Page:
They’ve been flying through our skies for years.
Now, unmanned drones are hitting the high seas.
The Wave Glider is the brainchild of California-based tech company Liquid Robotics. Powered by the sun and waves, it travels on the ocean’s surface and can stay at sea for months collecting weather data and other scientific information.
“They have the ability to share data between themselves, so if you need more processing power, they’ll call their friends over. And so the future is having large numbers of them working together,” says Bill Vass, president and ceo of Liquid Robotics.
It’s hoped the data will help a href=“http://www.theguardian.com/environment/world-on-a-plate/2014/apr/11/ipcc-environment-food-security-agriculture-crops-fisheries-innovation”
rel=“external”>fishermen face the challenge of migrating marine life by tracking down their catch, and that the Wave Glider will double as a tool for marine animal surveys to help policy-makers maintain fisheries at sustainable levels.
Also born in the US, the Saildrone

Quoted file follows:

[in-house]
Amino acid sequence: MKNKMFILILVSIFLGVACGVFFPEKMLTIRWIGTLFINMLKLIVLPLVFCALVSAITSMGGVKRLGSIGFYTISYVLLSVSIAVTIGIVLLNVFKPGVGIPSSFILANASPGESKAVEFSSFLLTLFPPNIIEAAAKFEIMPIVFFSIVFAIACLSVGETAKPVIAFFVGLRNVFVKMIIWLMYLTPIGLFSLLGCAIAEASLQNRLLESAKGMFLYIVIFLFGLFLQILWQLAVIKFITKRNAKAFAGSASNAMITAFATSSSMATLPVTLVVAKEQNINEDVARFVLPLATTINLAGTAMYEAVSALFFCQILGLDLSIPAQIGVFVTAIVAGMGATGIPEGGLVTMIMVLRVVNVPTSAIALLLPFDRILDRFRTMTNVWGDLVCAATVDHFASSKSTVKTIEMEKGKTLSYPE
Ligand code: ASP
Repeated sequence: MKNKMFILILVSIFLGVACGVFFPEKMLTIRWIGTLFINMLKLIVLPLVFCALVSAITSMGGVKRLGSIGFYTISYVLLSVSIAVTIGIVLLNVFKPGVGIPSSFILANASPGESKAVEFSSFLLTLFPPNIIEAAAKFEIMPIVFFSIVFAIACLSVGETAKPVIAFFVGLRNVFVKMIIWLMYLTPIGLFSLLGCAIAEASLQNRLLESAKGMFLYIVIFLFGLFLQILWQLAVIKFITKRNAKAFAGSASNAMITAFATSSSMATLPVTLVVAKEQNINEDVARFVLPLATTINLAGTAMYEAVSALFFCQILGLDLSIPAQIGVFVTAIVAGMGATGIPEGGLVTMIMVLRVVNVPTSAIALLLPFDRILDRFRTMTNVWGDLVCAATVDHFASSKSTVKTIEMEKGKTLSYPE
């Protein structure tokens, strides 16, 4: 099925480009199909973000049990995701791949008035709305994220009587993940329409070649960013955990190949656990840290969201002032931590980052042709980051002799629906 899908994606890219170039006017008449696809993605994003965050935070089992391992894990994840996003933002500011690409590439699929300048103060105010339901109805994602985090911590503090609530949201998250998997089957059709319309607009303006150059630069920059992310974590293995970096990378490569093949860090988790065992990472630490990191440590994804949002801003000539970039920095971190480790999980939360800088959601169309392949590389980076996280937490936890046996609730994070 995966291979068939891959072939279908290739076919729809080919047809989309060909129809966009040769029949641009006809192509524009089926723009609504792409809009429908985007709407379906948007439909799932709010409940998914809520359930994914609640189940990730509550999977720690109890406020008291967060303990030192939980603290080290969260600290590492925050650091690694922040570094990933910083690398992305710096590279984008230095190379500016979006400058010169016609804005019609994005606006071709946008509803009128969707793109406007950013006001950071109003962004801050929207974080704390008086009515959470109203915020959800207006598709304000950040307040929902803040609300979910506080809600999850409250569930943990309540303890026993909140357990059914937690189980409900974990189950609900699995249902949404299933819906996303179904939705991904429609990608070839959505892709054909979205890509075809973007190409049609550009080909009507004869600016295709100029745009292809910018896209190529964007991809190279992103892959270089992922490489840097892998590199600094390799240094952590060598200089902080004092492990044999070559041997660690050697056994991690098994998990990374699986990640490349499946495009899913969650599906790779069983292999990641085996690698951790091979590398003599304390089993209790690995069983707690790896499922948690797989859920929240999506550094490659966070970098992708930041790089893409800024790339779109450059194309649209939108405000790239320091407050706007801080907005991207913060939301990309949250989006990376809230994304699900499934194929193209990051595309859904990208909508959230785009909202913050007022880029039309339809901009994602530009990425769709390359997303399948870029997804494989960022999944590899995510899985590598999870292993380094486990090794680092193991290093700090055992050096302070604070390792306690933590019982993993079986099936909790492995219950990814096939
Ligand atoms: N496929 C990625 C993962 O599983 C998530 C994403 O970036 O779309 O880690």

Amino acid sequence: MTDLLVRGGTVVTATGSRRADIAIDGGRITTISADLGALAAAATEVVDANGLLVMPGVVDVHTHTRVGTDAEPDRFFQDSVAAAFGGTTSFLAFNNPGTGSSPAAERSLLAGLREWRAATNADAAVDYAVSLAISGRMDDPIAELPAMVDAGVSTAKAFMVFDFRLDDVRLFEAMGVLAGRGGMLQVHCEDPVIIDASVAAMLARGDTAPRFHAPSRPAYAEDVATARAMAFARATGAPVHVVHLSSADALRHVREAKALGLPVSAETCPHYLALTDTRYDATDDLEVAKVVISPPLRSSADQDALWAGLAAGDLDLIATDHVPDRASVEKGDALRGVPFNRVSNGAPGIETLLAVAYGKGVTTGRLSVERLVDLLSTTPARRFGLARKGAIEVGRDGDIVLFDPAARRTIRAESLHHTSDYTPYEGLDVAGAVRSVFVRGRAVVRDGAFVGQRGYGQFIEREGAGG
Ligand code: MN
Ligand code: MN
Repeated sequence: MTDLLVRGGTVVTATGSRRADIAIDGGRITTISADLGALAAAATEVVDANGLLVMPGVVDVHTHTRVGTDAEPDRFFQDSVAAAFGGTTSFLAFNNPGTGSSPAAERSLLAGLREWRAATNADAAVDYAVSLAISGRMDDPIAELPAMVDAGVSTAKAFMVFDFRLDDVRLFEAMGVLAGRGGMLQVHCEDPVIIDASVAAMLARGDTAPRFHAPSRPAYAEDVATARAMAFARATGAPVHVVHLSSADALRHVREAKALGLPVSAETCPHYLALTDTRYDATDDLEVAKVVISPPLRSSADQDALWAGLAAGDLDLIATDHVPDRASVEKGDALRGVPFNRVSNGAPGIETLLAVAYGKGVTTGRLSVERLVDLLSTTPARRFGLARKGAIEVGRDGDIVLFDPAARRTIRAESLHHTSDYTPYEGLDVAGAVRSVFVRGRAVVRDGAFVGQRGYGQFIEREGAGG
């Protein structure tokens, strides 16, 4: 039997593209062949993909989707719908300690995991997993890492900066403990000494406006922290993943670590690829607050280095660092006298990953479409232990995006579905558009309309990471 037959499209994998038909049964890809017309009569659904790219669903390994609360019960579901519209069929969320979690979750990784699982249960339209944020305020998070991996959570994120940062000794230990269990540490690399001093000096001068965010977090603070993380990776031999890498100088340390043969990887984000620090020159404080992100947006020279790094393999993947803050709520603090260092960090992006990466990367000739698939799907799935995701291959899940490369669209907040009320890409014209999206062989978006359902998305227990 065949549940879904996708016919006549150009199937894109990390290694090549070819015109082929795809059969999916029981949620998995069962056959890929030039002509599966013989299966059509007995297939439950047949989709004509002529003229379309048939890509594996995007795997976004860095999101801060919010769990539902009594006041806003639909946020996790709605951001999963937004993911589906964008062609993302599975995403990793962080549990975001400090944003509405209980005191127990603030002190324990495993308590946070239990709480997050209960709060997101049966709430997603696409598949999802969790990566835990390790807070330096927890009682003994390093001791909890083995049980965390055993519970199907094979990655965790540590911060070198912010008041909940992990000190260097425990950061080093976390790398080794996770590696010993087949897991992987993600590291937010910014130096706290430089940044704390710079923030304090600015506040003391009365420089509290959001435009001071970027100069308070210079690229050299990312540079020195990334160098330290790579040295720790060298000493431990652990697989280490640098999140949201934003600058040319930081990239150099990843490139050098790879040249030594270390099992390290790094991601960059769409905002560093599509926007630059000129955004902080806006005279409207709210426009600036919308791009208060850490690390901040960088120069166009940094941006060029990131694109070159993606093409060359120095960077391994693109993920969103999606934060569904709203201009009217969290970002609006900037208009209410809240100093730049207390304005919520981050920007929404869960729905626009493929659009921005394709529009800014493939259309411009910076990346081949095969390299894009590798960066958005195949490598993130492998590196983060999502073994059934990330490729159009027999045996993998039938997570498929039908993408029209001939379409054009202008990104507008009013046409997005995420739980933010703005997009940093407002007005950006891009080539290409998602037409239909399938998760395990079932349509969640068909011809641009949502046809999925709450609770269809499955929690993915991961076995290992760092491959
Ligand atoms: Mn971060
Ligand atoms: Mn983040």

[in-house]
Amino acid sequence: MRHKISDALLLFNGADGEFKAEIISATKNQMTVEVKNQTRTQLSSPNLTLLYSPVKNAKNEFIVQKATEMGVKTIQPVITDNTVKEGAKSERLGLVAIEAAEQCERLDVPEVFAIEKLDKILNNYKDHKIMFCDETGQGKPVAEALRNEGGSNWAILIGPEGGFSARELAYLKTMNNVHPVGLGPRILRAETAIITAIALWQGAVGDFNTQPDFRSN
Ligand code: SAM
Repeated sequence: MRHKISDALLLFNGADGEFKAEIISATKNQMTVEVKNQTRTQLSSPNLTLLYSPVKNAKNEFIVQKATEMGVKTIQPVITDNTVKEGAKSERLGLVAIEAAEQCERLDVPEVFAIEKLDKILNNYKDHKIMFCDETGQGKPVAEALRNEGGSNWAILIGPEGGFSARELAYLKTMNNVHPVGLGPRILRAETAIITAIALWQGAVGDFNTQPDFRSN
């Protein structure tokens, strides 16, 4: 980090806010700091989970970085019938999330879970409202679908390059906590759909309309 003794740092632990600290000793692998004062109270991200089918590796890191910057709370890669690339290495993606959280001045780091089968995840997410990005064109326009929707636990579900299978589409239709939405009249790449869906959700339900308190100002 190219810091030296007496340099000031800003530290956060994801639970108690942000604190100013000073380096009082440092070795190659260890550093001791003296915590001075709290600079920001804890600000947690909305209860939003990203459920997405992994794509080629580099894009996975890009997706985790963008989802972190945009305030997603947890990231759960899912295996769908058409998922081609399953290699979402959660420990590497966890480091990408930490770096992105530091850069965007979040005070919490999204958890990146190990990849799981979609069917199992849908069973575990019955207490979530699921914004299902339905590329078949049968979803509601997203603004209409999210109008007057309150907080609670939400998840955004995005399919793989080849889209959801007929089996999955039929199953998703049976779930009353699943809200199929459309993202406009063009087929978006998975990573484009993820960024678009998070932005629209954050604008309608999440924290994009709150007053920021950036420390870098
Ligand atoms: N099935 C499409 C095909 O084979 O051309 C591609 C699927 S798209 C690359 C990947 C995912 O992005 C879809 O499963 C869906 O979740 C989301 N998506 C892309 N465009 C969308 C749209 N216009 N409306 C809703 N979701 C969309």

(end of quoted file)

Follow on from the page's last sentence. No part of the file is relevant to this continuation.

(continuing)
is a cross between a sailboat and a robot.
Back in 2013, it set the world distance record for an autonomous wind-powered boat when it sailed from San Francisco to Hawaii.
Built not only to gather scientific data from some of the most remote areas of the world, these drones are also being used to patrol borders and protect endangered reefs.
“Policing is a very important role. So the government and Coast Guard is struggling to police not only borders for drug trafficking, but also the natural monuments, the atolls in the Pacific, the no catch zones and stopping illegal fishing. So we can be out there with a camera and a radar and reporting back on any vessel that goes through the area,” says Saildrone ceo Richard Jenkins.
Future uses include monitoring ocean acidification – a key barometer of climate change – checking waters around oil rigs for the first signs of a spill and protecting tagged marine animals.